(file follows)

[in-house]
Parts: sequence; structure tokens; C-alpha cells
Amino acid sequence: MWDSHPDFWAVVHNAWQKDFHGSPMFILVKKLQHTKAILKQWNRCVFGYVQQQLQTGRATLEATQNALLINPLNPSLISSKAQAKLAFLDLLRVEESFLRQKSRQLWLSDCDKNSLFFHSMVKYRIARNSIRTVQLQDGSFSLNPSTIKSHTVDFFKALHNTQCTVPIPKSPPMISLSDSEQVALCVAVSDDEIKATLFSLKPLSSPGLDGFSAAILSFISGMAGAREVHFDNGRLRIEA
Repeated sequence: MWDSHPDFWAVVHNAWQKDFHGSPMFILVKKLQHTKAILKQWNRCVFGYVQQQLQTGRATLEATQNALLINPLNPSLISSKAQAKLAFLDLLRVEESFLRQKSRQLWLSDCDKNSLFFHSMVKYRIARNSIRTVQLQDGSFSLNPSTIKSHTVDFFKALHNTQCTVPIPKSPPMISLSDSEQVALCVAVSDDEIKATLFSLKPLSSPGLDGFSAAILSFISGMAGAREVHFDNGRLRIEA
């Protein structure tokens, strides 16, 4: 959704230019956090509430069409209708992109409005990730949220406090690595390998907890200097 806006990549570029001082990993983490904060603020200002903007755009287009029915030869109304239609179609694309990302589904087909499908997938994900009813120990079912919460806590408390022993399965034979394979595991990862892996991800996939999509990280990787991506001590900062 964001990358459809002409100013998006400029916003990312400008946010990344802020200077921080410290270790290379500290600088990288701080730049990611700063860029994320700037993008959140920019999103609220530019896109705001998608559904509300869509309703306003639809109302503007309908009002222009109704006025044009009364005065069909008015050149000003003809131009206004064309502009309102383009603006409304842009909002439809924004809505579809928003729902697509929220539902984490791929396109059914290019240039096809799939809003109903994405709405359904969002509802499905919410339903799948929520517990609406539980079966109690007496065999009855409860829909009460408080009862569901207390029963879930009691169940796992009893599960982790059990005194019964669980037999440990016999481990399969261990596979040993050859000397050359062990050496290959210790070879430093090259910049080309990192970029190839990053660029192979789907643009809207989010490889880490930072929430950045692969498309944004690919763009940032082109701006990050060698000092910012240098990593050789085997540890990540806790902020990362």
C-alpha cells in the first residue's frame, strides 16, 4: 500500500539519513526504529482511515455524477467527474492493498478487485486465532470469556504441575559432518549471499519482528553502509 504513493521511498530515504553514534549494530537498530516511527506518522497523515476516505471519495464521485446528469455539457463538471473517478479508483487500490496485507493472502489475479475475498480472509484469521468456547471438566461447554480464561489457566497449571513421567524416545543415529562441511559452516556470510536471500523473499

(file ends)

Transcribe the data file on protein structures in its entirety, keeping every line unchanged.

[in-house]
Parts: sequence; structure tokens; C-alpha cells
Amino acid sequence: MWDSHPDFWAVVHNAWQKDFHGSPMFILVKKLQHTKAILKQWNRCVFGYVQQQLQTGRATLEATQNALLINPLNPSLISSKAQAKLAFLDLLRVEESFLRQKSRQLWLSDCDKNSLFFHSMVKYRIARNSIRTVQLQDGSFSLNPSTIKSHTVDFFKALHNTQCTVPIPKSPPMISLSDSEQVALCVAVSDDEIKATLFSLKPLSSPGLDGFSAAILSFISGMAGAREVHFDNGRLRIEA
Repeated sequence: MWDSHPDFWAVVHNAWQKDFHGSPMFILVKKLQHTKAILKQWNRCVFGYVQQQLQTGRATLEATQNALLINPLNPSLISSKAQAKLAFLDLLRVEESFLRQKSRQLWLSDCDKNSLFFHSMVKYRIARNSIRTVQLQDGSFSLNPSTIKSHTVDFFKALHNTQCTVPIPKSPPMISLSDSEQVALCVAVSDDEIKATLFSLKPLSSPGLDGFSAAILSFISGMAGAREVHFDNGRLRIEA
């Protein structure tokens, strides 16, 4: 959704230019956090509430069409209708992109409005990730949220406090690595390998907890200097 806006990549570029001082990993983490904060603020200002903007755009287009029915030869109304239609179609694309990302589904087909499908997938994900009813120990079912919460806590408390022993399965034979394979595991990862892996991800996939999509990280990787991506001590900062 964001990358459809002409100013998006400029916003990312400008946010990344802020200077921080410290270790290379500290600088990288701080730049990611700063860029994320700037993008959140920019999103609220530019896109705001998608559904509300869509309703306003639809109302503007309908009002222009109704006025044009009364005065069909008015050149000003003809131009206004064309502009309102383009603006409304842009909002439809924004809505579809928003729902697509929220539902984490791929396109059914290019240039096809799939809003109903994405709405359904969002509802499905919410339903799948929520517990609406539980079966109690007496065999009855409860829909009460408080009862569901207390029963879930009691169940796992009893599960982790059990005194019964669980037999440990016999481990399969261990596979040993050859000397050359062990050496290959210790070879430093090259910049080309990192970029190839990053660029192979789907643009809207989010490889880490930072929430950045692969498309944004690919763009940032082109701006990050060698000092910012240098990593050789085997540890990540806790902020990362």
C-alpha cells in the first residue's frame, strides 16, 4: 500500500539519513526504529482511515455524477467527474492493498478487485486465532470469556504441575559432518549471499519482528553502509 504513493521511498530515504553514534549494530537498530516511527506518522497523515476516505471519495464521485446528469455539457463538471473517478479508483487500490496485507493472502489475479475475498480472509484469521468456547471438566461447554480464561489457566497449571513421567524416545543415529562441511559452516556470510536471500523473499